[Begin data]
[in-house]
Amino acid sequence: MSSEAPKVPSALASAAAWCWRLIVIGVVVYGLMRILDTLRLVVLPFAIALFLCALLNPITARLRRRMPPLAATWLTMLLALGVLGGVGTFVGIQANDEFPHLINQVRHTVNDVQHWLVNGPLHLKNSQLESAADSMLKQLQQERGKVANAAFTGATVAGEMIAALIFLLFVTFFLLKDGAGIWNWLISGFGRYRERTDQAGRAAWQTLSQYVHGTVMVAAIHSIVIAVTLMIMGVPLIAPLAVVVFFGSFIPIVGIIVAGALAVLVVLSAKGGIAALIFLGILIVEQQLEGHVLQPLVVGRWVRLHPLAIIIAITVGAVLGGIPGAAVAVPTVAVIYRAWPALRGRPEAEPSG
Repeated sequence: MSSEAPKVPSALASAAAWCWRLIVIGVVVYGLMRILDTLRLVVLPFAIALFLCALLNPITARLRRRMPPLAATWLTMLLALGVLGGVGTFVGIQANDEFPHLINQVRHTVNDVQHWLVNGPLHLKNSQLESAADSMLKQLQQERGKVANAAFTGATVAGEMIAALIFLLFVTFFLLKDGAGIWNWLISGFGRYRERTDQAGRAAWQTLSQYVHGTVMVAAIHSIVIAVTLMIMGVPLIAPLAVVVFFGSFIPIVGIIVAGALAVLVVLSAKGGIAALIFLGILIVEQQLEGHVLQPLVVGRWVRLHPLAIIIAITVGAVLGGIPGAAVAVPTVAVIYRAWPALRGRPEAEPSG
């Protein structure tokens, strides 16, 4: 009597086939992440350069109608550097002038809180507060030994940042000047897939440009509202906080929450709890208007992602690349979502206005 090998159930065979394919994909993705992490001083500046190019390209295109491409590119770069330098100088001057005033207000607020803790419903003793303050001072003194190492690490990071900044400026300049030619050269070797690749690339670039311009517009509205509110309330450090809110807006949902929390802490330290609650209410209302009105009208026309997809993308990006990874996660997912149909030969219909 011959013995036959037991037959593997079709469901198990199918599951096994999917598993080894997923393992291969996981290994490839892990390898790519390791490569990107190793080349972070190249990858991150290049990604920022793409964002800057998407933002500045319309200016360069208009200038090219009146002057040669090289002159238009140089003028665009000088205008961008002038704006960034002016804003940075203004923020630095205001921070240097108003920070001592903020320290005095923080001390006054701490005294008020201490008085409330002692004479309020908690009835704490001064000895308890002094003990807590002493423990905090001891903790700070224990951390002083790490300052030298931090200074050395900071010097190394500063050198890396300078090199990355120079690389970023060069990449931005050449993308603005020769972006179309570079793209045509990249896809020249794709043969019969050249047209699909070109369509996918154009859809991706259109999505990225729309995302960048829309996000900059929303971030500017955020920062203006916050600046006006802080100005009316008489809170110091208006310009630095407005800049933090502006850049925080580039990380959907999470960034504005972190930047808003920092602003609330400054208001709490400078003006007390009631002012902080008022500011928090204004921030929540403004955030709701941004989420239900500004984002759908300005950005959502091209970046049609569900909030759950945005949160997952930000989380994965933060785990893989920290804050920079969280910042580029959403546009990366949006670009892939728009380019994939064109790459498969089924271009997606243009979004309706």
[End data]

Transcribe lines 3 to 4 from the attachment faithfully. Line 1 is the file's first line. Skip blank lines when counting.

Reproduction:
Repeated sequence: MSSEAPKVPSALASAAAWCWRLIVIGVVVYGLMRILDTLRLVVLPFAIALFLCALLNPITARLRRRMPPLAATWLTMLLALGVLGGVGTFVGIQANDEFPHLINQVRHTVNDVQHWLVNGPLHLKNSQLESAADSMLKQLQQERGKVANAAFTGATVAGEMIAALIFLLFVTFFLLKDGAGIWNWLISGFGRYRERTDQAGRAAWQTLSQYVHGTVMVAAIHSIVIAVTLMIMGVPLIAPLAVVVFFGSFIPIVGIIVAGALAVLVVLSAKGGIAALIFLGILIVEQQLEGHVLQPLVVGRWVRLHPLAIIIAITVGAVLGGIPGAAVAVPTVAVIYRAWPALRGRPEAEPSG
């Protein structure tokens, strides 16, 4: 009597086939992440350069109608550097002038809180507060030994940042000047897939440009509202906080929450709890208007992602690349979502206005 090998159930065979394919994909993705992490001083500046190019390209295109491409590119770069330098100088001057005033207000607020803790419903003793303050001072003194190492690490990071900044400026300049030619050269070797690749690339670039311009517009509205509110309330450090809110807006949902929390802490330290609650209410209302009105009208026309997809993308990006990874996660997912149909030969219909 011959013995036959037991037959593997079709469901198990199918599951096994999917598993080894997923393992291969996981290994490839892990390898790519390791490569990107190793080349972070190249990858991150290049990604920022793409964002800057998407933002500045319309200016360069208009200038090219009146002057040669090289002159238009140089003028665009000088205008961008002038704006960034002016804003940075203004923020630095205001921070240097108003920070001592903020320290005095923080001390006054701490005294008020201490008085409330002692004479309020908690009835704490001064000895308890002094003990807590002493423990905090001891903790700070224990951390002083790490300052030298931090200074050395900071010097190394500063050198890396300078090199990355120079690389970023060069990449931005050449993308603005020769972006179309570079793209045509990249896809020249794709043969019969050249047209699909070109369509996918154009859809991706259109999505990225729309995302960048829309996000900059929303971030500017955020920062203006916050600046006006802080100005009316008489809170110091208006310009630095407005800049933090502006850049925080580039990380959907999470960034504005972190930047808003920092602003609330400054208001709490400078003006007390009631002012902080008022500011928090204004921030929540403004955030709701941004989420239900500004984002759908300005950005959502091209970046049609569900909030759950945005949160997952930000989380994965933060785990893989920290804050920079969280910042580029959403546009990366949006670009892939728009380019994939064109790459498969089924271009997606243009979004309706």